The doorbell rang. A little thrill rushed through her. She stood from her cross-legged position on the floor and hopped over the mess of papers and laundry that decorated her living room.
“Who is it?”
“The woman who gave you birth.”
For the first time today, Traci smiled. She opened the door and reached for a hug from the one person who never left her hanging.
Her mom returned her daughter’s embrace, then dragged her suitcase inside. She glanced around. “Oh, my.”
Traci locked her door, then turned and shrugged. “I’m so glad you’re here. I’ve been looking forward to this. Can’t you stay for more than two days though?”
Mom stopped picking up the bills from the floor and faced her daughter. “No, honey. I’m sorry, but I need to return home by Wednesday morning. Dad and I have an important meeting later that day.”
Traci’s heart dipped. Mom paused and placed the bills and the stack of paper she’d picked off the floor on Traci’s kitchen counter. “Oh, sweetie.” She cocooned her daughter in another embrace.
Traci snuggled close. She inhaled the familiar scent of her mother’s favorite perfume. It smelt like coconut and lime.
“You always were a cuddler.” Mom stroked her hair. “Still up to your eyeballs in debt?”
“Why don’t you let me and your father help?”
Traci took a step back and made eye contact with her mom.
“We’ve been through this. I got myself into this mess. I’ll get myself out.”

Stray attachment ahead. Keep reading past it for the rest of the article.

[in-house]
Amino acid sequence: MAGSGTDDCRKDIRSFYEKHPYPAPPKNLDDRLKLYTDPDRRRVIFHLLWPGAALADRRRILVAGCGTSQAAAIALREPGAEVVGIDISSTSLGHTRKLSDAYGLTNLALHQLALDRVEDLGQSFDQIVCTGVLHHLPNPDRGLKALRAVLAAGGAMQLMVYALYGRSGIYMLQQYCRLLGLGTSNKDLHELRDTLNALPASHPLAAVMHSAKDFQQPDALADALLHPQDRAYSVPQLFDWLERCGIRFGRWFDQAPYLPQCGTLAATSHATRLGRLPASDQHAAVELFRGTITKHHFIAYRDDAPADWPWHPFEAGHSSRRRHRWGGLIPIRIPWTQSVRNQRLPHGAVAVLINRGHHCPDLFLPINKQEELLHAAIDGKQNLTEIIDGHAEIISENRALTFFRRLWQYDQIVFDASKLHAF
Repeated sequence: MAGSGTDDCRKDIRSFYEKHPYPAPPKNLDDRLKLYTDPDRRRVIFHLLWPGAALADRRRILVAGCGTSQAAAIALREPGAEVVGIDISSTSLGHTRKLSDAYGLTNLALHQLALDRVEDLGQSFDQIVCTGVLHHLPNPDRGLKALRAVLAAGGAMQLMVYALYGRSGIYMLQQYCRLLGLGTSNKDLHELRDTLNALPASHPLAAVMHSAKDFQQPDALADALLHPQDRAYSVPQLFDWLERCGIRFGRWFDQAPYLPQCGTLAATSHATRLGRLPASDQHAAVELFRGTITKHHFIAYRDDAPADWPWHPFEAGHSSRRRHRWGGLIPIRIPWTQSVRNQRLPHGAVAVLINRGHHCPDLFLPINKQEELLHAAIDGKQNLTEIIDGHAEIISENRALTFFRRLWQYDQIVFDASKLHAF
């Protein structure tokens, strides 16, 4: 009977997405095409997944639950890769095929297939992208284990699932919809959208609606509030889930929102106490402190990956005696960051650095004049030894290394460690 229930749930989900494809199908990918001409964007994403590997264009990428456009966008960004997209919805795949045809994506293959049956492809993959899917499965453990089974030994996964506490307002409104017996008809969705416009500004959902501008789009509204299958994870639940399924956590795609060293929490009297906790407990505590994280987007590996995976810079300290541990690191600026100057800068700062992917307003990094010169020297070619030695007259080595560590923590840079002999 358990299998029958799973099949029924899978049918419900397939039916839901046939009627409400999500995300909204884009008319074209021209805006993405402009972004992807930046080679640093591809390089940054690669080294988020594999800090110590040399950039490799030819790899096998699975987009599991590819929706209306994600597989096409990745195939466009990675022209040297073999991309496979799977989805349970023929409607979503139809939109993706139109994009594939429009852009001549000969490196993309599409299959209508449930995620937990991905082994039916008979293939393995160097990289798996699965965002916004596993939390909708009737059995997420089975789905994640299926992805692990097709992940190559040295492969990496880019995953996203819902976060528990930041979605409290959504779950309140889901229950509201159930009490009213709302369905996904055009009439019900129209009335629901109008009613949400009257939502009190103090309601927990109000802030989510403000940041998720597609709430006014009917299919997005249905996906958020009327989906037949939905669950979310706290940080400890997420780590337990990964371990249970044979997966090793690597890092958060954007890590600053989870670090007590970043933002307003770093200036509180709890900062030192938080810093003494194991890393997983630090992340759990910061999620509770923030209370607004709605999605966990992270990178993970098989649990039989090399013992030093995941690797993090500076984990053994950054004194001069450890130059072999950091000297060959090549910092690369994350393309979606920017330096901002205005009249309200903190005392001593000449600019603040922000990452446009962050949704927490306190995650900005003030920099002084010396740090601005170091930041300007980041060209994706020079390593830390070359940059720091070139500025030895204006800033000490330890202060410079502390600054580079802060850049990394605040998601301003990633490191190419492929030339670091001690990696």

Mom smiled. “Your father and I were talking. We hate to see you struggling.”
“You don’t exactly live in a palace either. I know you want to retire soon, and I won’t have you dipping into that money.”
Mom reached into her purse. “Living in the nation’s capital area is expensive.” She rummaged through her handbag’s contents. “Have you considered moving home?”
“I can’t do that. I don’t ever want to live anywhere else. My life and career are here.”
“How’s that going for you?”
Traci picked at her fingernails. “It could be better.” Better boss, better pay, better office space. The works.
Mom nodded as she retrieved one sealed envelope from her purse. She looked toward Traci’s kitchen. “Can we make some tea? I’d like to talk with you.”
“Sure. Come with me.” Traci reached for the box of peppermint tea bags and got a bottle of honey from her refrigerator. As she put the kettle on to boil, her mom settled into a wobbly kitchen chair. She smoothed the creased edges of the envelope.
Traci poured the hot water over the tea bags in each mug and the scent of peppermint filled the air. “Everything okay?”
“Just thinking, honey.”
“Have a seat.”
“Sure, just let me allow the tea to steep.” After she placed a plate over each mug and set it aside, she settled into the chair across from her mom. “What’s up?”
“I never did like Greg.”
Traci traced a ring stain on the table. “Do we have to talk about my ex-fiancé?”
“Yes, because your grandfather always trusted my judgment.”
“So, Grandpa didn’t like Greg either?”
“I inherited my instincts of discernment from him. Speaking of discernment, here.” She pushed the envelope within Traci’s reach.
She frowned as she picked it up and tried to flatten its wrinkles.
Thanks, Alexis, and thank you for coming. But before you go, please leave your contact information.
Thanks for inviting me to be your guest! Here are the links to my social media where readers may connect with me:
“God is Love” blog: http://capturingtheidea.blogspot.com